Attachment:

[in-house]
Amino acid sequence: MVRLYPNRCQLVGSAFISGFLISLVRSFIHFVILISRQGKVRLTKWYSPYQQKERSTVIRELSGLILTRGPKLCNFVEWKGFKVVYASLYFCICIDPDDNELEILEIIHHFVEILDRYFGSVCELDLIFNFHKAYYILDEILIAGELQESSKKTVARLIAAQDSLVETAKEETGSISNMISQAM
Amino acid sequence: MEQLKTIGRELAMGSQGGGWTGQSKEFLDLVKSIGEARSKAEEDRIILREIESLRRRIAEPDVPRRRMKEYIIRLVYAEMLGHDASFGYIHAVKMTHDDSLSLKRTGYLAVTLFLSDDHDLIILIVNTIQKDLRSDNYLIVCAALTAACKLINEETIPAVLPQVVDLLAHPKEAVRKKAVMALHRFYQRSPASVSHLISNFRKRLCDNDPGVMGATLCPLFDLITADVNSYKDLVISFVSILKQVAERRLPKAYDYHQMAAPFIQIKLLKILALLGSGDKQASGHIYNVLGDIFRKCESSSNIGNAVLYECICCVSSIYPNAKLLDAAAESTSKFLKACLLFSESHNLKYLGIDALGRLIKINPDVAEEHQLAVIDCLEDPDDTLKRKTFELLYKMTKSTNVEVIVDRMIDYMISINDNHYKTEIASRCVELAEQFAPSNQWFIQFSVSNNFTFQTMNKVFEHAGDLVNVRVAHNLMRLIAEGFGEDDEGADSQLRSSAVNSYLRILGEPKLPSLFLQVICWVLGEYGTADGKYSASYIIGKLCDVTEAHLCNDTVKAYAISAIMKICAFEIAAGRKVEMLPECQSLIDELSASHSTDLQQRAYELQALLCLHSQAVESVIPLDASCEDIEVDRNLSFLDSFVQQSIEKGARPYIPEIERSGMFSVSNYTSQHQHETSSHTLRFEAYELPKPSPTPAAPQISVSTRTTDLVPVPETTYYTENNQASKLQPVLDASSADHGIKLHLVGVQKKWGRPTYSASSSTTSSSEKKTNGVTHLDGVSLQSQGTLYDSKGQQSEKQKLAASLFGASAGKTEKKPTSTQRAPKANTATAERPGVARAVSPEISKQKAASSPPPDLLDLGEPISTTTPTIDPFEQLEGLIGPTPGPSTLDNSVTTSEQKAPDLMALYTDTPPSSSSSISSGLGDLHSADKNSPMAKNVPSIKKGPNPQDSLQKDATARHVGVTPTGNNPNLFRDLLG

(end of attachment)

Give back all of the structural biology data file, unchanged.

[in-house]
Amino acid sequence: MVRLYPNRCQLVGSAFISGFLISLVRSFIHFVILISRQGKVRLTKWYSPYQQKERSTVIRELSGLILTRGPKLCNFVEWKGFKVVYASLYFCICIDPDDNELEILEIIHHFVEILDRYFGSVCELDLIFNFHKAYYILDEILIAGELQESSKKTVARLIAAQDSLVETAKEETGSISNMISQAM
Amino acid sequence: MEQLKTIGRELAMGSQGGGWTGQSKEFLDLVKSIGEARSKAEEDRIILREIESLRRRIAEPDVPRRRMKEYIIRLVYAEMLGHDASFGYIHAVKMTHDDSLSLKRTGYLAVTLFLSDDHDLIILIVNTIQKDLRSDNYLIVCAALTAACKLINEETIPAVLPQVVDLLAHPKEAVRKKAVMALHRFYQRSPASVSHLISNFRKRLCDNDPGVMGATLCPLFDLITADVNSYKDLVISFVSILKQVAERRLPKAYDYHQMAAPFIQIKLLKILALLGSGDKQASGHIYNVLGDIFRKCESSSNIGNAVLYECICCVSSIYPNAKLLDAAAESTSKFLKACLLFSESHNLKYLGIDALGRLIKINPDVAEEHQLAVIDCLEDPDDTLKRKTFELLYKMTKSTNVEVIVDRMIDYMISINDNHYKTEIASRCVELAEQFAPSNQWFIQFSVSNNFTFQTMNKVFEHAGDLVNVRVAHNLMRLIAEGFGEDDEGADSQLRSSAVNSYLRILGEPKLPSLFLQVICWVLGEYGTADGKYSASYIIGKLCDVTEAHLCNDTVKAYAISAIMKICAFEIAAGRKVEMLPECQSLIDELSASHSTDLQQRAYELQALLCLHSQAVESVIPLDASCEDIEVDRNLSFLDSFVQQSIEKGARPYIPEIERSGMFSVSNYTSQHQHETSSHTLRFEAYELPKPSPTPAAPQISVSTRTTDLVPVPETTYYTENNQASKLQPVLDASSADHGIKLHLVGVQKKWGRPTYSASSSTTSSSEKKTNGVTHLDGVSLQSQGTLYDSKGQQSEKQKLAASLFGASAGKTEKKPTSTQRAPKANTATAERPGVARAVSPEISKQKAASSPPPDLLDLGEPISTTTPTIDPFEQLEGLIGPTPGPSTLDNSVTTSEQKAPDLMALYTDTPPSSSSSISSGLGDLHSADKNSPMAKNVPSIKKGPNPQDSLQKDATARHVGVTPTGNNPNLFRDLLG